My generation has been hit pretty hard by the younger generations. To the point where they have come up with the line, “Okay, Boomer”, which is shorthand for, “Shut up old fart you don’t get it!”
Now I understand that I am old and, even more, I understand that things are a whole lot different now than they used to be.
I recently wrote a blog about coaching millennials which has lead me to this opportunity to also write about coaching Generation Z. To poke a little fun I am going to call then Generation Zoomer, for this blog.
What do we know about Generation Z?
They have lived their whole life with technology. They are on a first-name basis with Alexa, Siri, Smartphones and WI-Fi. They are the kids born after, about 2005, so just about everyone we coach in 14U and younger. These experiences have created kids who are:
- Cynical. They ask a lot or questions.
2. Private. They value keeping the things they think are personal just that way.
3. Entrepreneurial. They are willing to venture out and try things.
4. Muti-tasking. They feel like if they don’t have several things going at once they are falling behind.
5. Aware. They feel like they know what is going on in their world.
6. Technology reliant. They ask Alexa, or Google to get their answers.
So how do we adapt as coaches to make coaching these kids productive? The list is pretty logical when you look at the characteristics that define this generation. Coaches need to:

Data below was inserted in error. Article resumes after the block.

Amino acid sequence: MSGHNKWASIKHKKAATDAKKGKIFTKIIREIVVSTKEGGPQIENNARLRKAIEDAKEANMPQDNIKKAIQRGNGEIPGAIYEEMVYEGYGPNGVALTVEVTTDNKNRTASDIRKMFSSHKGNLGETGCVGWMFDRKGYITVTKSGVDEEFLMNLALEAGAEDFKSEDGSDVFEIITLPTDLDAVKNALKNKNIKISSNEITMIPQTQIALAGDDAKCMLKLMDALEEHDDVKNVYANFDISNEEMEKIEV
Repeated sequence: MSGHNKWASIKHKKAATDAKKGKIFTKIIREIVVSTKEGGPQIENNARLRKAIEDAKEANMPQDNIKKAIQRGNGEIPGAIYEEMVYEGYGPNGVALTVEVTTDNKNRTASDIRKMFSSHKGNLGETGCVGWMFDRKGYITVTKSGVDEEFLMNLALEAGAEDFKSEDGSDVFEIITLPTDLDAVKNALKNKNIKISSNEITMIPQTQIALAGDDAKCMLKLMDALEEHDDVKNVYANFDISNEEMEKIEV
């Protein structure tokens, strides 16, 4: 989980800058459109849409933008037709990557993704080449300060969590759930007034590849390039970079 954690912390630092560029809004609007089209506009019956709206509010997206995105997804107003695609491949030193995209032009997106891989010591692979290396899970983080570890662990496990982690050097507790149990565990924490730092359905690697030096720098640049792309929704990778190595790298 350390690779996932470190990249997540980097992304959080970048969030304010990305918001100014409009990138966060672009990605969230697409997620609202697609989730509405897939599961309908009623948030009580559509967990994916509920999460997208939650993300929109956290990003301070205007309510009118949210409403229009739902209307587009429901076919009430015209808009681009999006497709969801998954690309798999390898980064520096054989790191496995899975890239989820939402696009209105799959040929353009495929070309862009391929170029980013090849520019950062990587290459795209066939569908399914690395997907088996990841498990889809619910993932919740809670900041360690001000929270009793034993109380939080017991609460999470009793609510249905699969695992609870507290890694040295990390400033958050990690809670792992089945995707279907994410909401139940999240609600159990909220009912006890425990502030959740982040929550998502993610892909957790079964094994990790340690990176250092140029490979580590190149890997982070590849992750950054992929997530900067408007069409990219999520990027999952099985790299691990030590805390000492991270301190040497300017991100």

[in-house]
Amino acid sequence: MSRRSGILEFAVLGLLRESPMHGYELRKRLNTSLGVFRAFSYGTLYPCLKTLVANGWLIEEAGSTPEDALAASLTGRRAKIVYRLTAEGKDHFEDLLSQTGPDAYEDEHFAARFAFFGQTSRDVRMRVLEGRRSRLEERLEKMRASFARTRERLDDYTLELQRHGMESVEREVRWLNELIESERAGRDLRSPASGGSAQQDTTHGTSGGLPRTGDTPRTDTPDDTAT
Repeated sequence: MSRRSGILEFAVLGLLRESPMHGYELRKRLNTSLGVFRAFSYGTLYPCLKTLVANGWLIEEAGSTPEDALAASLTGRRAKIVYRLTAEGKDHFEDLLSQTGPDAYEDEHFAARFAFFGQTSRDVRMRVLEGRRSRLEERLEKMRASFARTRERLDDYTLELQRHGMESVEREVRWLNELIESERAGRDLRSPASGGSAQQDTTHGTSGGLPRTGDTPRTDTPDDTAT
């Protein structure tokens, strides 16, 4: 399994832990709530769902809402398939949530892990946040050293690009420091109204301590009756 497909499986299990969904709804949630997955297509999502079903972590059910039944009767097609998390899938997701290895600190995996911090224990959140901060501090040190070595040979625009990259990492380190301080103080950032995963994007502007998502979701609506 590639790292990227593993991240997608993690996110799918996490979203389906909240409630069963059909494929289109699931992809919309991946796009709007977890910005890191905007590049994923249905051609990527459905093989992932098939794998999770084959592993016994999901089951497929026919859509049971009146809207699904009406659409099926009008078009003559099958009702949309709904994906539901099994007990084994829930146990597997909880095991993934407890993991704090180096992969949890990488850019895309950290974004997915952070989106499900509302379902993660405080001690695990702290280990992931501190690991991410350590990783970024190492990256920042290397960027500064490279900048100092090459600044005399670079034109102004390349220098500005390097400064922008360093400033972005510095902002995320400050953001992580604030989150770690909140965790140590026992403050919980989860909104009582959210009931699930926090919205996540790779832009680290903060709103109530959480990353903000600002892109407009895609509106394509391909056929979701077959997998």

1. Run fast paced practices with as much information as possible.
2. Allow them to use technology as a learning tool.
3. Have short and to-the-point meetings and explanations.
So a good Zoomer practice might look something like this:
A hitting station where a hitter takes 8 or 10 swings with a partner and then switches. After they complete the set, allow them to evaluate their performance on their phone with one of the thousands of apps that they are used to using every day. then repeat with a new drill.
This example meets their needs for a quick hitting experience tied to their reliance of technology, which will in turn keep them engaged.
Or, short team meetings to wrap up practice (2-3 minutes max). Sorry, but they stopped listening at 3 minutes. Point to measurable and quantifiable things that show progress was made. Again, tying in technology is a great tool here. Videos they can watch and examine are a better tool than stories or opinions.
You can teach an old dog new trick, as long as the old dog has a good teacher. There is no better teacher than trying to keep up with young people. We need to adapt or else.